IBM has beentoward a broad licensing program for PowerPC for a while. But to date, the company has licensed the chip technology to only a few companies, such as Xilinx. The new plan, dubbed the open PowerPC licensing program, will offer the chip to a much wider range of potential customers.
Ultimately, a successful licensing business would help IBM establish its PowerPC processor more firmly in the marketplace, boosting its position against competitors such as the ARM and MIPS chips as well as rival companies like Motorola and Intel, an IBM representative said.
IBM also took its customers' needs into account when evaluating its licensing program.
"What we're seeing is that it's expensive (for companies) to do processor design and maintain a leading-edge road map" on their own, said Lisa Su, IBM Microelectronics' director of PowerPC and emerging products.
IBM, Su said, can provide its customers with the PowerPC processors they need at lower cost than if they were to develop their own.
"The idea is to provide a path for customers to use PowerPC chips in a wide range of applications," Su said. "We've been on this path for a while. Now we want to expand to the next range of customers and applications."
The open PowerPC program also has ties to IBM's new chip foundry, through which IBM Microelectronics offers its manufacturing techniques, facilities and engineers to third-party chip companies that don't have their own manufacturing facilities.
Aside from meeting customers' needs and its own market share goals, the open PowerPC program will funnel customers to the IBM foundry business, Su said.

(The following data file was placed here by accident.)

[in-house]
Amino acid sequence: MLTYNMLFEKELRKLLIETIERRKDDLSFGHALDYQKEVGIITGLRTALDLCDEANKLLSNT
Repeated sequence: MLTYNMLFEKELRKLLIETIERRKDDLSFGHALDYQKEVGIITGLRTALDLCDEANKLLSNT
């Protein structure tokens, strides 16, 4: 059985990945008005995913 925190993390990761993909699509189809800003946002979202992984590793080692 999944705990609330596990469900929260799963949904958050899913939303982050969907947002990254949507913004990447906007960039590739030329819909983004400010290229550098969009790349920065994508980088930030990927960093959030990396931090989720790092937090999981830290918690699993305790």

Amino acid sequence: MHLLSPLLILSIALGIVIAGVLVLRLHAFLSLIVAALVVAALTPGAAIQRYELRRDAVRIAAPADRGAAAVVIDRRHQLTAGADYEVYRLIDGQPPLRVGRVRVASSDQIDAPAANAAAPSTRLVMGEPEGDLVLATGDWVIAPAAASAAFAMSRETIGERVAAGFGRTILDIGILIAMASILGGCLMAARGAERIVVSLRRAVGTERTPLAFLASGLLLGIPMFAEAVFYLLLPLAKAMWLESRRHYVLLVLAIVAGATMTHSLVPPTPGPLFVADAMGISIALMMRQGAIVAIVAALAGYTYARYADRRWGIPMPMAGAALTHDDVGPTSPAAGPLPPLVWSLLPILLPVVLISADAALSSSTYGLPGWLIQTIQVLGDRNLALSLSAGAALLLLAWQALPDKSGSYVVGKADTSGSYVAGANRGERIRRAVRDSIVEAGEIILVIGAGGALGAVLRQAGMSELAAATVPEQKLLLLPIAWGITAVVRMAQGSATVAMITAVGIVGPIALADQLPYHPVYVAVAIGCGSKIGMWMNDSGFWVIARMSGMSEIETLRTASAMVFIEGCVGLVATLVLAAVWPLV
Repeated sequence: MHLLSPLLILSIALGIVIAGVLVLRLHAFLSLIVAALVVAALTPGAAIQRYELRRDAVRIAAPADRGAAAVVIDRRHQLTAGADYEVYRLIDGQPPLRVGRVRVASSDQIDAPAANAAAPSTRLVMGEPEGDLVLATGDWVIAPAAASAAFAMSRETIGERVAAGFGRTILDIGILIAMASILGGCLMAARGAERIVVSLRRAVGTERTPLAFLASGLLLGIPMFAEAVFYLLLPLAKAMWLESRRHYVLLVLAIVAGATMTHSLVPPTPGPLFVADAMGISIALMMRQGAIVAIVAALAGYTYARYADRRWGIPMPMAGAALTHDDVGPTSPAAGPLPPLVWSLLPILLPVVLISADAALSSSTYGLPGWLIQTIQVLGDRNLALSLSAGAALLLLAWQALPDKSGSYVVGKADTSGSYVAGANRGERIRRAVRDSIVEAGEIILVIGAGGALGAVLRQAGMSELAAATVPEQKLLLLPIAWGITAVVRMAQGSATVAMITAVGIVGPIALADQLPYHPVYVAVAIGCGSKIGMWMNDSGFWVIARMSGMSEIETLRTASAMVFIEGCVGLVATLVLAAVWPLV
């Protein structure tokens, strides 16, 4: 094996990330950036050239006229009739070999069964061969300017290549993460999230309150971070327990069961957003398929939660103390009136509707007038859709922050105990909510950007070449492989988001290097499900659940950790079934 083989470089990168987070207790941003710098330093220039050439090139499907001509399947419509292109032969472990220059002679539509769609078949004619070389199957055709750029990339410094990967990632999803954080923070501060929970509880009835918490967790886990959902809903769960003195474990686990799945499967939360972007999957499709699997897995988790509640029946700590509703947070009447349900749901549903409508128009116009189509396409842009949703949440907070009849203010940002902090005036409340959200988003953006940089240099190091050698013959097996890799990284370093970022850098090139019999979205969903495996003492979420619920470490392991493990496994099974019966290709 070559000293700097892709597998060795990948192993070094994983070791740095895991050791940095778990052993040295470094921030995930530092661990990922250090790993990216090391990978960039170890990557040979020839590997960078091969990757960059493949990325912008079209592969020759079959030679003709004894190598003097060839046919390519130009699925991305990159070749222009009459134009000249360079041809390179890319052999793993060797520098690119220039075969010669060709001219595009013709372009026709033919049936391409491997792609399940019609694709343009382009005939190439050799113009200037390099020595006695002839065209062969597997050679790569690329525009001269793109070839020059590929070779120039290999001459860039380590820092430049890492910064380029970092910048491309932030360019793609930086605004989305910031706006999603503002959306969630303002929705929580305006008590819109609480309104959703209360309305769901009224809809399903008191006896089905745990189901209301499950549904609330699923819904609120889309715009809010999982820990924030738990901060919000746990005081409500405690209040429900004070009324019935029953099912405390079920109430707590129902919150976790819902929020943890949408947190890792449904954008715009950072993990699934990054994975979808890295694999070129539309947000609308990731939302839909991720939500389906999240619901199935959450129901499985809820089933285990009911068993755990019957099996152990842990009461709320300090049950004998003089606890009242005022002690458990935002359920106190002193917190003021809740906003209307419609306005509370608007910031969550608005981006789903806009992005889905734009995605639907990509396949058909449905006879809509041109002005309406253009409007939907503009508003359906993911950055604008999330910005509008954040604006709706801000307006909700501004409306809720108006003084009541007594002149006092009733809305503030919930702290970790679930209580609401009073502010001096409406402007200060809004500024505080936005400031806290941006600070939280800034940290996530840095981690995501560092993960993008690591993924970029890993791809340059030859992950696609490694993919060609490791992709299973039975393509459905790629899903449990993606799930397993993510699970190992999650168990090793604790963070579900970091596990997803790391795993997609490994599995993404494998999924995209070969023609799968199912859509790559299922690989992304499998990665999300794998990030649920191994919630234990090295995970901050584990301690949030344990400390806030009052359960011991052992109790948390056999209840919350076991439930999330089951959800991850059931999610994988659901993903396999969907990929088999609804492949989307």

Under the foundry program, IBM will offer to manufacture the chips for licensees at its facilities. It also intends to allow licensees to manufacture the chips elsewhere, a company representative said.
IBM is currently in the process of certifying outside foundries, Su said.
Whilechips are found in a wide range of computing devices, including handhelds, networking equipment and big servers, the company plans to limit the program initially to its PowerPC 400 series processor cores. These system-on-a-chip processors, which include a processor core, memory and other elements needed to power a device, are typically not used in desktops or servers.
Instead, they power devices ranging from PDAs and set-top boxes to printers and networking equipment. The PowerPC, for example, is the heart of a new hardware development kit for Linux PDAs.
Though IBM is also "open to licensing across our road map, the 400-series is the one we think makes the most sense," Su said.
Other Power PC chips, such as those in IBM's PowerPC 700 family, are designed with more specific applications in mind and are also more expensive than the PowerPC 400 family, Su said.
IBM has also signed agreements with Cadence Design Systems and Synopsis, which will make design tools and consult on issues such as device design with customers who wish to license the PowerPC.
PowerPC licensees will also be able to add features or make changes to the processor, should they desire, Su said.
When it comes time to sign an agreement, customers should expect to see terms and projected cost savings from IBM that are comparable to those offered by other companies, such as MIPS Technologies or ARM, Su said.